There is a government brawl underway over cybersecurity.
The Department of Homeland Security’s National Cyber Security Center (NCSC) is legally responsible for cybersecurity for nonmilitary parts of the government. It is also supposed to help state and local government and the private sector protect their networks. But Shaun Waterman reports that the guy running that center just quit because the National Security Agency (the wiretapping intelligence agency) was basically running his office and taking over its function.
According to Walter Pincus’ article in today’s Washington Post, Strategic Command (the nuclear weapons command) is in charge of offensive cyber attacks and defending US military networks from cyberattack. But the NSA oversees Stratcom’s cybersecurity activities, somehow or other.
The White House is conducting a 60-day cybersecurity review, which is being led by an official in the office of Admiral Dennis Blair, Director of National Intelligence. Blair wants a bigger role for U.S. intelligence agencies in cybersecurity. Presumably that means the NSA, which employs some of the nation’s leading cryptographers. Meanwhile, Obama is likely to give General Keith Alexander, head of NSA, his fourth star and make him the White House’s cybersecurity coordinator (aka, the cyberczar).
So it sounds like the review may be moot – the decks are stacked for the NSA to take over. The Federal Times, however, reports that Congress may upset those plans. Congressmen on the homeland security committee still want DHS in the lead.
What about private networks? The White House Review will address that too. Alexander has said that the NSA should play a role. But right now, according to most people, it’s DHS’s job. Pincus writes, “Responsibility of protecting civilian networks currently rests with the Department of Homeland Security.”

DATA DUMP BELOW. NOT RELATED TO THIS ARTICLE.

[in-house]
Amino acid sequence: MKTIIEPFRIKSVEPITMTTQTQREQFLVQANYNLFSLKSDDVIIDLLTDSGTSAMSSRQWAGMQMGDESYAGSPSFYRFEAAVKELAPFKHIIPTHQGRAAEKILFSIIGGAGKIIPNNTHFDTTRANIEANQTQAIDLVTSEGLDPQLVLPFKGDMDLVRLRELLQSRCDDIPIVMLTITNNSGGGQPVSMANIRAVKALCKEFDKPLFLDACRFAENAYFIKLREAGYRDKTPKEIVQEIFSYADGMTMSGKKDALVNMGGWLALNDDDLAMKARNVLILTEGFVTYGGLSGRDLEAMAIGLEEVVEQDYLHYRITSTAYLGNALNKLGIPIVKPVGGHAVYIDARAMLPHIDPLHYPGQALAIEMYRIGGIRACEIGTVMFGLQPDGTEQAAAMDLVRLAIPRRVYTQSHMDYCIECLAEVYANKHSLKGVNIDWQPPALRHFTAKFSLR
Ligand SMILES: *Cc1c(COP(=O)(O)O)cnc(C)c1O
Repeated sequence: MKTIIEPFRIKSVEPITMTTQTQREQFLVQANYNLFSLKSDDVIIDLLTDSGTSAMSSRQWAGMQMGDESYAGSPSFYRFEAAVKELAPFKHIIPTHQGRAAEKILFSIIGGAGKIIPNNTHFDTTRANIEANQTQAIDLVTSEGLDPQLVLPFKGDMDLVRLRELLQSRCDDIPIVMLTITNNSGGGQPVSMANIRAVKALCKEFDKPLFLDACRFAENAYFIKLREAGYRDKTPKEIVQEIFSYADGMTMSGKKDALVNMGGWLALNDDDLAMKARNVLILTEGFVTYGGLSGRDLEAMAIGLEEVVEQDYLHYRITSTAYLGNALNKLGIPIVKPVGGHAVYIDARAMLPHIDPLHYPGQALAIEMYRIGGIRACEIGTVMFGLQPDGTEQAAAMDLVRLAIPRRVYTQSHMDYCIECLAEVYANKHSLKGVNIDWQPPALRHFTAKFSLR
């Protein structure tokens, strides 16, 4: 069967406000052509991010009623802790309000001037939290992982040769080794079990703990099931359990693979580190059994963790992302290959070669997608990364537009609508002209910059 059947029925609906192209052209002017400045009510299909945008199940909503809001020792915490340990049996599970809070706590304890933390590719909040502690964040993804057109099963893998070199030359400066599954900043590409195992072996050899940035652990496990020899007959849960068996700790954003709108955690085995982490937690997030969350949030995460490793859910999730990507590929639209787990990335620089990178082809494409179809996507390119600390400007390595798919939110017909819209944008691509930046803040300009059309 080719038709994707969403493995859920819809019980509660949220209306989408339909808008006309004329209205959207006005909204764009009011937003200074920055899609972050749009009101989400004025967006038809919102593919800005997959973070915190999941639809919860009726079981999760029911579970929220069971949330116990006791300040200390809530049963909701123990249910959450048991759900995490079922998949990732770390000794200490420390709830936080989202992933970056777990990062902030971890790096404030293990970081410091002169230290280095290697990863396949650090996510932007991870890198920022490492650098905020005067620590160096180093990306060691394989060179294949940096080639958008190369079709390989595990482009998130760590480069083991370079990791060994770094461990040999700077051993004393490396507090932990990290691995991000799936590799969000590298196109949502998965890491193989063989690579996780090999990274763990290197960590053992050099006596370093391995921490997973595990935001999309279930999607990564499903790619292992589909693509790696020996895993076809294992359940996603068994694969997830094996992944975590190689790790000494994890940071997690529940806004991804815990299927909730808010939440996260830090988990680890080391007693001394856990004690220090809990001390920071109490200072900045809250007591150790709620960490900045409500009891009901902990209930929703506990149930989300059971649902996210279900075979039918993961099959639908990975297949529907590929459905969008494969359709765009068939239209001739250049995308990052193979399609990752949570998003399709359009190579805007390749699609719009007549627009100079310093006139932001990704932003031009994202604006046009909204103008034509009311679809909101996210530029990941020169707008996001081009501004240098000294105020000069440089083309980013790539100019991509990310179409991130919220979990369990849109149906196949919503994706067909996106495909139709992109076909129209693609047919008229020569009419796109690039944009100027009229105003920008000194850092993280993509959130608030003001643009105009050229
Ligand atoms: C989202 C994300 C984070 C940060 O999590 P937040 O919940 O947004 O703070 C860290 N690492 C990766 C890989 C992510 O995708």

I would have thought it rests with the network operators. Missing in this debate, from what I can tell, is any attempt to outline what public goods are at play. Clearly, the federal government should defend its own networks. (Whether it should do so through the leadership of agency recently engaged in vast illegal activity is less clear.) The feds should probably also collect intelligence about cyberattacks, make it available to the public and pursue perpetrators. But providing security to private entities, through technology transfers or consultation, seems akin to providing locks to homeowners. That may be too simple – and the relevant distinction may be whether we are talking about state or non-state threats – but it’s something that the review should consider.